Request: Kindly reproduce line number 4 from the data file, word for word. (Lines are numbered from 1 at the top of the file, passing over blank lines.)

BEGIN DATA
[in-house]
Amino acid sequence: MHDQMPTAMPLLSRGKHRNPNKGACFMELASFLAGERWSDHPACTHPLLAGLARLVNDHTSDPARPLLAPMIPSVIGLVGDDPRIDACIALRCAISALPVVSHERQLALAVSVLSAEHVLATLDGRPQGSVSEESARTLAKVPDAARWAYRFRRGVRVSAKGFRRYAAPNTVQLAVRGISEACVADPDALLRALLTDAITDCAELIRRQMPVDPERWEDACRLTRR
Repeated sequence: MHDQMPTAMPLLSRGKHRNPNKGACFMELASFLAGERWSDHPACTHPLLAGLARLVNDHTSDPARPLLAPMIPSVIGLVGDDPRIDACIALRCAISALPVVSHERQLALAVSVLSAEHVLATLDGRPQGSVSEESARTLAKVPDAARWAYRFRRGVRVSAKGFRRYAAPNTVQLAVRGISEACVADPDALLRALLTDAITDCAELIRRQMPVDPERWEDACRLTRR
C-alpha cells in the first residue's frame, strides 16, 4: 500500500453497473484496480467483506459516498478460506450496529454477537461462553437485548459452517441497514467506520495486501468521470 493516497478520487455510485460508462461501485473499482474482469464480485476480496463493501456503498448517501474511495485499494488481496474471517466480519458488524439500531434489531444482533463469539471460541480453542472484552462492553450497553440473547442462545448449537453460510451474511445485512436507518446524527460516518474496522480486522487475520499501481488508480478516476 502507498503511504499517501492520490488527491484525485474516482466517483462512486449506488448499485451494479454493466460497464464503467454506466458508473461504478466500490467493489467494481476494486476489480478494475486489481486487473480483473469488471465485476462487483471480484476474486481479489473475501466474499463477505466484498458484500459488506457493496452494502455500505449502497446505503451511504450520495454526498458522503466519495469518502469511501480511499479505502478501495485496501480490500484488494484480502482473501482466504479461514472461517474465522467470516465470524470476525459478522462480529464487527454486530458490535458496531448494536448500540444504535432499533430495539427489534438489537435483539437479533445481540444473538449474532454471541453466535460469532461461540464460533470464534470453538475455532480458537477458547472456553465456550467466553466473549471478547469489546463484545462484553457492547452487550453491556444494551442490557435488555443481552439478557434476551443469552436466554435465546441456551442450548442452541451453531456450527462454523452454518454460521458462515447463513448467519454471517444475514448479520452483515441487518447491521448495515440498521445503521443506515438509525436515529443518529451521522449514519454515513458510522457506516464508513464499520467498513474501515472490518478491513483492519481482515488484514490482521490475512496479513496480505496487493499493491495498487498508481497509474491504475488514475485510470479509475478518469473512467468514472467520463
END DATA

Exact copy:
C-alpha cells in the first residue's frame, strides 16, 4: 500500500453497473484496480467483506459516498478460506450496529454477537461462553437485548459452517441497514467506520495486501468521470 493516497478520487455510485460508462461501485473499482474482469464480485476480496463493501456503498448517501474511495485499494488481496474471517466480519458488524439500531434489531444482533463469539471460541480453542472484552462492553450497553440473547442462545448449537453460510451474511445485512436507518446524527460516518474496522480486522487475520499501481488508480478516476 502507498503511504499517501492520490488527491484525485474516482466517483462512486449506488448499485451494479454493466460497464464503467454506466458508473461504478466500490467493489467494481476494486476489480478494475486489481486487473480483473469488471465485476462487483471480484476474486481479489473475501466474499463477505466484498458484500459488506457493496452494502455500505449502497446505503451511504450520495454526498458522503466519495469518502469511501480511499479505502478501495485496501480490500484488494484480502482473501482466504479461514472461517474465522467470516465470524470476525459478522462480529464487527454486530458490535458496531448494536448500540444504535432499533430495539427489534438489537435483539437479533445481540444473538449474532454471541453466535460469532461461540464460533470464534470453538475455532480458537477458547472456553465456550467466553466473549471478547469489546463484545462484553457492547452487550453491556444494551442490557435488555443481552439478557434476551443469552436466554435465546441456551442450548442452541451453531456450527462454523452454518454460521458462515447463513448467519454471517444475514448479520452483515441487518447491521448495515440498521445503521443506515438509525436515529443518529451521522449514519454515513458510522457506516464508513464499520467498513474501515472490518478491513483492519481482515488484514490482521490475512496479513496480505496487493499493491495498487498508481497509474491504475488514475485510470479509475478518469473512467468514472467520463